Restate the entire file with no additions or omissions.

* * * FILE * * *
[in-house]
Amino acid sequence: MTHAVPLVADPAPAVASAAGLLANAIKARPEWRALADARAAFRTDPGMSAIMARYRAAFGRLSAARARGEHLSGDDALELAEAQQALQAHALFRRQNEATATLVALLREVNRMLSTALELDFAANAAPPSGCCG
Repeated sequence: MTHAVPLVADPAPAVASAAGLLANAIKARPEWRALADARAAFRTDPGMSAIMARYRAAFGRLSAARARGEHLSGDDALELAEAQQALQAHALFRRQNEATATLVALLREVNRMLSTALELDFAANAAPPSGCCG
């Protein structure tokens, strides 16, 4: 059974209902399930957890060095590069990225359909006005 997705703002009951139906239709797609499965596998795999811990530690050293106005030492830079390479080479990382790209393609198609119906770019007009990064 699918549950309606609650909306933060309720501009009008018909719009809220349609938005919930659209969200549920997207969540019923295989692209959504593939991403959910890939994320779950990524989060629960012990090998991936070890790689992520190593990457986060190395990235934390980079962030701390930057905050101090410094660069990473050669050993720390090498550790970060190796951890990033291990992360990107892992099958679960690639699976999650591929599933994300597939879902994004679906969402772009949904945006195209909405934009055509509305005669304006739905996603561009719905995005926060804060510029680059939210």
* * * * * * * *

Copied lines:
[in-house]
Amino acid sequence: MTHAVPLVADPAPAVASAAGLLANAIKARPEWRALADARAAFRTDPGMSAIMARYRAAFGRLSAARARGEHLSGDDALELAEAQQALQAHALFRRQNEATATLVALLREVNRMLSTALELDFAANAAPPSGCCG
Repeated sequence: MTHAVPLVADPAPAVASAAGLLANAIKARPEWRALADARAAFRTDPGMSAIMARYRAAFGRLSAARARGEHLSGDDALELAEAQQALQAHALFRRQNEATATLVALLREVNRMLSTALELDFAANAAPPSGCCG
């Protein structure tokens, strides 16, 4: 059974209902399930957890060095590069990225359909006005 997705703002009951139906239709797609499965596998795999811990530690050293106005030492830079390479080479990382790209393609198609119906770019007009990064 699918549950309606609650909306933060309720501009009008018909719009809220349609938005919930659209969200549920997207969540019923295989692209959504593939991403959910890939994320779950990524989060629960012990090998991936070890790689992520190593990457986060190395990235934390980079962030701390930057905050101090410094660069990473050669050993720390090498550790970060190796951890990033291990992360990107892992099958679960690639699976999650591929599933994300597939879902994004679906969402772009949904945006195209909405934009055509509305005669304006739905996603561009719905995005926060804060510029680059939210």